While all that sounded simple, it took him another month and hundreds of tests before he felt that the device was reliable. Of course when he invited Marsha out for a demonstration, the torch had slipped and the flame wasn't directed at the nylon.

It took him another week and hundreds more attempts before it was reliable. He remembered his Army days, when they would get new equipment to field test. He was getting a better appreciation for what the designers went through.

His next step was to select a launch site. Since the Snow Goose would lift off from the trailer, this wasn't a large problem. All he had to do was pull up, undo the bindings; lock the blades in place and go. It would take all of ten minutes at the most.

After practicing a dozen times he had it down to five minutes. Then Marsha informed him she would be going along. Between them, they could launch within three minutes of stopping.

He used Google earth to pick the launch site. Near Pelham Tennessee, there was a small private airport named, Krashinski Airport. He had to use it with a name like that.

He drove over and checked it out. It was right next to the road. He could turn into it without being seen from the highway. There was no gate. It would be easy to drive into, launch and drive away.

The only problem he could for see was the night of the launch as he turned into or out of the airfield that a sheriff's car might drive by at that time and question what he was doing at the airfield.

Some further investigation revealed between the state police and sheriff, there would be at the most five cars on the road in the entire county at night. One phone call would take care of his problem.

It was June before everything was in place, and the weather was to be clear and dry for several days in a row. On Tuesday of the first week in June, he modified the laptop that contained the simulator software he had been using.

He removed the hard drive and replaced it with another he had purchased for just this event. He took the hard drive with the software and the supporting paper documentation and CD disk into the shop.

Fifteen minutes with a welding torch and there would be no recovery. The hard drive was a piece of slag, the papers burnt to ash and the CD a molten blob of plastic. He placed them all in a trash bag.

Next he put the stolen plates on the truck and trailer. In this day and age, there would be cameras in the strangest places, even in the country. He then changed the tires on the truck and trailer. From high tech cameras to low tech tire tracks, he and Marsha spent many an evening discussing the possibilities. He placed magnetic signs on the side of the truck and back of the trailer.

They were for a horse farm up in Kentucky. He found them in the same junk yard as the extra wheel rims.

He then went out to his excavator and dug a hole in the corner of his compost pile about eight feet deep. He dropped the trash bag in but didn't cover the hole. Rick loaded the Snow Goose which was mounted on its carrying frame onto a trailer.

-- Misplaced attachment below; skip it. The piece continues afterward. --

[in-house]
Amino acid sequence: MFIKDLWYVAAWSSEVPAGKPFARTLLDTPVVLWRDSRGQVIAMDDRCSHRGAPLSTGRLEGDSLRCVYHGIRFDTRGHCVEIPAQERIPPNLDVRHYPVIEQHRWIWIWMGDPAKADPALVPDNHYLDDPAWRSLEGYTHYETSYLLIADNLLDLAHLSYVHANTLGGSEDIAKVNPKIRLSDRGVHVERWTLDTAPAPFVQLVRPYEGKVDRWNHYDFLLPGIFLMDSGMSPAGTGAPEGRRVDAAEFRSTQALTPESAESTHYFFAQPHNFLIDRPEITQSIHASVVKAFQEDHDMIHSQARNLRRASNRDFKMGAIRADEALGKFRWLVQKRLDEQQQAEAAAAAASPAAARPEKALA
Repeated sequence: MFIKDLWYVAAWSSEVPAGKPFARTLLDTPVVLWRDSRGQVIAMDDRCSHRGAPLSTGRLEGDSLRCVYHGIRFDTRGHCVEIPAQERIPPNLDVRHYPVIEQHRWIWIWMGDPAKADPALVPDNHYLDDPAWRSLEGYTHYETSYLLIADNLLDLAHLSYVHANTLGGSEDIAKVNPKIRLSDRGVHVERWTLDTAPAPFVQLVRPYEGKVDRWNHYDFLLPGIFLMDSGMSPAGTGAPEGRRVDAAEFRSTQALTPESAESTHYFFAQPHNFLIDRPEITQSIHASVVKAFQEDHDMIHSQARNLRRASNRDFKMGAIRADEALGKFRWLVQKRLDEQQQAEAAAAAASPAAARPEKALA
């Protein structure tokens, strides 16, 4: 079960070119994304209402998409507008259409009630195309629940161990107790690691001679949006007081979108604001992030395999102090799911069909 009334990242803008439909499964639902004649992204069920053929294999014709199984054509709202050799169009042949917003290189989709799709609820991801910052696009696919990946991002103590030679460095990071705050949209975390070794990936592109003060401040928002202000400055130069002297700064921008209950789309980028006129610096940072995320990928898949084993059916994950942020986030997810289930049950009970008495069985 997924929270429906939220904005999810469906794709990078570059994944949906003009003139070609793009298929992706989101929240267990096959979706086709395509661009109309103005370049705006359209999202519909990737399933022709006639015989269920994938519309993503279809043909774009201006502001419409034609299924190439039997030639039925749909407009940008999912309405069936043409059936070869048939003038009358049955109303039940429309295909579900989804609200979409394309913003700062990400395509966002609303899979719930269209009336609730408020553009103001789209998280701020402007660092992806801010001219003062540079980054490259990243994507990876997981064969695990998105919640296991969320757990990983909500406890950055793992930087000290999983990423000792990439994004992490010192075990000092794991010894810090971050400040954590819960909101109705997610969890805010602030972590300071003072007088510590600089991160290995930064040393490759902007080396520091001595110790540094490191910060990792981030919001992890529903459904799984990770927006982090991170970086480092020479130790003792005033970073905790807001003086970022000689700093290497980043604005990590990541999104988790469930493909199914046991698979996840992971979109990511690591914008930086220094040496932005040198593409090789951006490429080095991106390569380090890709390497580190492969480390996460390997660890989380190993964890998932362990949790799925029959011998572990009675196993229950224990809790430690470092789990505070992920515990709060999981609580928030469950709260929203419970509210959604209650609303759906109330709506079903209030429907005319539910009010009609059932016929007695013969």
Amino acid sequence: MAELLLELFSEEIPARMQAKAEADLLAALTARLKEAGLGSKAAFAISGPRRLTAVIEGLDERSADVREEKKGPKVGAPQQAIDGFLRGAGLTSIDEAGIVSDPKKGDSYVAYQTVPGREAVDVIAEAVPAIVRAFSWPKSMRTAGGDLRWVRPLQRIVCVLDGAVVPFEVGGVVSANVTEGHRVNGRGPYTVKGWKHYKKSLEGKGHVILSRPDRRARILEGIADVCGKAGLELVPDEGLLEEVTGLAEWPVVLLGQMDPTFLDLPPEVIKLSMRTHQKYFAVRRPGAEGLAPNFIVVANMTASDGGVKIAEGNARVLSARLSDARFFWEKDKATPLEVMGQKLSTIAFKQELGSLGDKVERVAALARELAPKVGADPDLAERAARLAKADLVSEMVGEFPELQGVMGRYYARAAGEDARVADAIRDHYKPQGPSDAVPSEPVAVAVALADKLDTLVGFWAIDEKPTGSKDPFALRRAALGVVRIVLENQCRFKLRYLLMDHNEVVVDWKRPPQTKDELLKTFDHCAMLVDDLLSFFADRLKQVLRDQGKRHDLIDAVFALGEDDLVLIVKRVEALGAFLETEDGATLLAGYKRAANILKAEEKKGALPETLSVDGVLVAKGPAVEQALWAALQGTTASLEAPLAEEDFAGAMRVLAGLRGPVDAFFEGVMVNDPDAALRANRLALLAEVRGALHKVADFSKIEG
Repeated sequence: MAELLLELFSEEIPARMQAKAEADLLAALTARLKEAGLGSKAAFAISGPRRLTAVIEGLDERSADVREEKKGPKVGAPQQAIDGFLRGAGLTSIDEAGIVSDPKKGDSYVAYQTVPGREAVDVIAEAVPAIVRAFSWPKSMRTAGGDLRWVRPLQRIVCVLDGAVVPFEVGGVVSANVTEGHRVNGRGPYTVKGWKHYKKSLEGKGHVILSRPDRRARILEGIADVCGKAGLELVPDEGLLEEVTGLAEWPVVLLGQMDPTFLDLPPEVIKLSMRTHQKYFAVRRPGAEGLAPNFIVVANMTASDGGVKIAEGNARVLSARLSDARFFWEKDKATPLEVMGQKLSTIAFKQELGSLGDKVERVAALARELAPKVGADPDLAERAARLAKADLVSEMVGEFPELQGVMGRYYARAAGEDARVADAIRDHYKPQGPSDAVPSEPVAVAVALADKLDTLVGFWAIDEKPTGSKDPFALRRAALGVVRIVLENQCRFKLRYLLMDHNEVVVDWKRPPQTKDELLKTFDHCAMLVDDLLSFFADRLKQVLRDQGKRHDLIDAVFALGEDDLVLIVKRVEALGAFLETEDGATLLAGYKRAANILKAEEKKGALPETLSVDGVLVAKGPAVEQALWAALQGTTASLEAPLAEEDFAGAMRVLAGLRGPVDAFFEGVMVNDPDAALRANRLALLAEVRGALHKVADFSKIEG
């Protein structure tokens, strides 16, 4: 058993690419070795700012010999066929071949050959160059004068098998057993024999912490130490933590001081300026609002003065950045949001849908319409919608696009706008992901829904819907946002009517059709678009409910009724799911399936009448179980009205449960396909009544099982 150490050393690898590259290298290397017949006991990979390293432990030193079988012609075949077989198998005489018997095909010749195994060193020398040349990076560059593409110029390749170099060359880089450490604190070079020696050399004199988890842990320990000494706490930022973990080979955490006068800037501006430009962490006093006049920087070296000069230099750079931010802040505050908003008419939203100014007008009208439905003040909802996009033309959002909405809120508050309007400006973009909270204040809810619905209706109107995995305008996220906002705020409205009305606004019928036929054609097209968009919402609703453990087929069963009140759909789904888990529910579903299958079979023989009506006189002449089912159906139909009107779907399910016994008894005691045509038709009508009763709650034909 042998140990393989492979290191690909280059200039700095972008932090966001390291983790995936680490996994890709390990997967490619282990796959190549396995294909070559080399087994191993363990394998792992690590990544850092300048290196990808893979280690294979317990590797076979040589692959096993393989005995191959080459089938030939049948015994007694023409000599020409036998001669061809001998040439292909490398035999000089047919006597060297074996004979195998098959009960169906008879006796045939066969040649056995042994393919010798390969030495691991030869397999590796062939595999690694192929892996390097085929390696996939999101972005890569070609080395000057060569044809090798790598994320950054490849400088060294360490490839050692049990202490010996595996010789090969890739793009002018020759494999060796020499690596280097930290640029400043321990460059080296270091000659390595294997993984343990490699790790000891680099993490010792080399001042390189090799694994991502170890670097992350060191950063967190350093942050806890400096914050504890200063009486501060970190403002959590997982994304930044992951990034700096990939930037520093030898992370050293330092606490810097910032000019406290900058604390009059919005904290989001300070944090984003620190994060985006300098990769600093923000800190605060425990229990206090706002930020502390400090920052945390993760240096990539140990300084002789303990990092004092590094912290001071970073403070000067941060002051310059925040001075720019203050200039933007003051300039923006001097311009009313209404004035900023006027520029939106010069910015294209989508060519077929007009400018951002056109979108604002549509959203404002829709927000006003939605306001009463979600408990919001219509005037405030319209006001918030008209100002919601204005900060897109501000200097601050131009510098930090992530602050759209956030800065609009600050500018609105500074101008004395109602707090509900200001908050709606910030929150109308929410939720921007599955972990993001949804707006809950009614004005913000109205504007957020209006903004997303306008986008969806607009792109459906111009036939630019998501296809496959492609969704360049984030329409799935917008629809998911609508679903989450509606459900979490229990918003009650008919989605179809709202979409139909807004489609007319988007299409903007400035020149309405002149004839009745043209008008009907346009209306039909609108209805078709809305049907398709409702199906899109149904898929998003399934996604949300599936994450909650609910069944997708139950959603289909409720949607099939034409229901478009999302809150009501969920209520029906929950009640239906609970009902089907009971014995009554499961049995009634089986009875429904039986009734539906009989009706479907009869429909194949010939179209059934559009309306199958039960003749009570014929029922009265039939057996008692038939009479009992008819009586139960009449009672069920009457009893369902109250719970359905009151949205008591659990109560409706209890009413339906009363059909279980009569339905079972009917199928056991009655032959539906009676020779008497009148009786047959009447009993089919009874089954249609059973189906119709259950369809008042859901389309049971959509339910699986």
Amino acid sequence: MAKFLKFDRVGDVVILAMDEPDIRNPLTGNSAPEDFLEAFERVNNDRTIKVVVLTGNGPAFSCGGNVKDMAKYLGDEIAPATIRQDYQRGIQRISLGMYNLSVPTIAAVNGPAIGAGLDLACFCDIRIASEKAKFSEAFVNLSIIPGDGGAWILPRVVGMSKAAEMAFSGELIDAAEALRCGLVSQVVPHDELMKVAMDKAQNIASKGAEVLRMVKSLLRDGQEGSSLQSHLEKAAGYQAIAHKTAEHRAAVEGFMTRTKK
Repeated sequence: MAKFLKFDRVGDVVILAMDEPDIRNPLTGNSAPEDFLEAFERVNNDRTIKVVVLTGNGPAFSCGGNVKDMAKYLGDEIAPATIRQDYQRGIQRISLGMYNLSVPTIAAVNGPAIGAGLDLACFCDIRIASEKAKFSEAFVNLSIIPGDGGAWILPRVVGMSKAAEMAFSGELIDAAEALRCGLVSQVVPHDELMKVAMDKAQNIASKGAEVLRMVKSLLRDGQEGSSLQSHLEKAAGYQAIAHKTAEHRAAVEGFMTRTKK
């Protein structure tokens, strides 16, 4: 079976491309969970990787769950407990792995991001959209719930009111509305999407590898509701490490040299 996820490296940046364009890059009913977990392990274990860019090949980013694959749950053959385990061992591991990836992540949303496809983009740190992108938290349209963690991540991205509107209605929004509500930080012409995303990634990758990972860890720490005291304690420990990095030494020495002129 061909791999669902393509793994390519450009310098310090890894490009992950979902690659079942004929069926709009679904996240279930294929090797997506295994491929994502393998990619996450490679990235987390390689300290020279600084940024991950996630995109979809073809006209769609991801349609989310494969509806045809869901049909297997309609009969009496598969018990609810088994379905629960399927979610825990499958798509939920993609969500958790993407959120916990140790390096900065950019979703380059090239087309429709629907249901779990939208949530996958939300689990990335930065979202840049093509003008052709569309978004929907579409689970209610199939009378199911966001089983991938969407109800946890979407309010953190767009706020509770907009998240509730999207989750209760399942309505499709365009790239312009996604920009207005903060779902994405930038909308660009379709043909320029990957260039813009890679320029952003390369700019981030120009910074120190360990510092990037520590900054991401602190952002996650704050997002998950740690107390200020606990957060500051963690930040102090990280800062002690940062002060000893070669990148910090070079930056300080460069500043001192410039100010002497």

Wednesday night he and Marsha drove the fifty miles to the Krashinski airport. When they were about five miles out Marsha made a phone call to the Sheriff's office. Using a throw-away phone she reported a robbery with gunshot fired at a gas station across the county from them. This took care of them being surprised by any police at the airfield.

They pulled into the airfield, and their practice paid off. They were out of the truck and had the Snow Goose launched on its preprogrammed course in under three minutes.

It would take them an hour to get home; and the drone that long on a straight line to get to Watkins armory. Rick programmed in loiter time of fifteen minutes. Furthermore, if new instructions weren't given because he wasn't in position to control the bird it would just fly back to its home barn.

The trip home was no problem, and they made it with five minutes to spare. There was one problem that Rick hadn't anticipated and that was when he got home he had to pee so bad it hurt. This took three minutes of his time cushion, but he made it.

He radioed the new instructions to the drone. These were to the GPS location of Watkins armory. After twelve minutes flying time, the drone was in position.

Through the camera, he could see that the drone was almost perfectly centered on the roof of the correct building. It was simple but nerve racking to lower the drone to the roof.

Next Rick lit the propane torch. It took fifteen seconds in all his tests to melt the nylon. He allowed thirty seconds before he raised the drone back up. He moved it to a height of two hundred feet and offset from the roof at five hundred feet and set the drone to hover.

He then made a phone call that he agonized about. He killed many in war, both in hot blooded fights and cold-blooded ambushes. That had been a long time ago, but he finally decided that he was back in a war. He was just getting in the first blow.

From the burner phone, he called Watkins. "Major you had better check out your armory."

He then set off the shaped charge which was on the roof.

From the camera mounted on the bottom of the Snow Goose, he could see a flame on the roof. It didn't jet straight up. It bloomed out from under the metal plate. When the glare was gone, he could see a gaping hole in the roof.

As he re-centered the drone over the hole from the wide-angle lens he could see a figure running up to the building.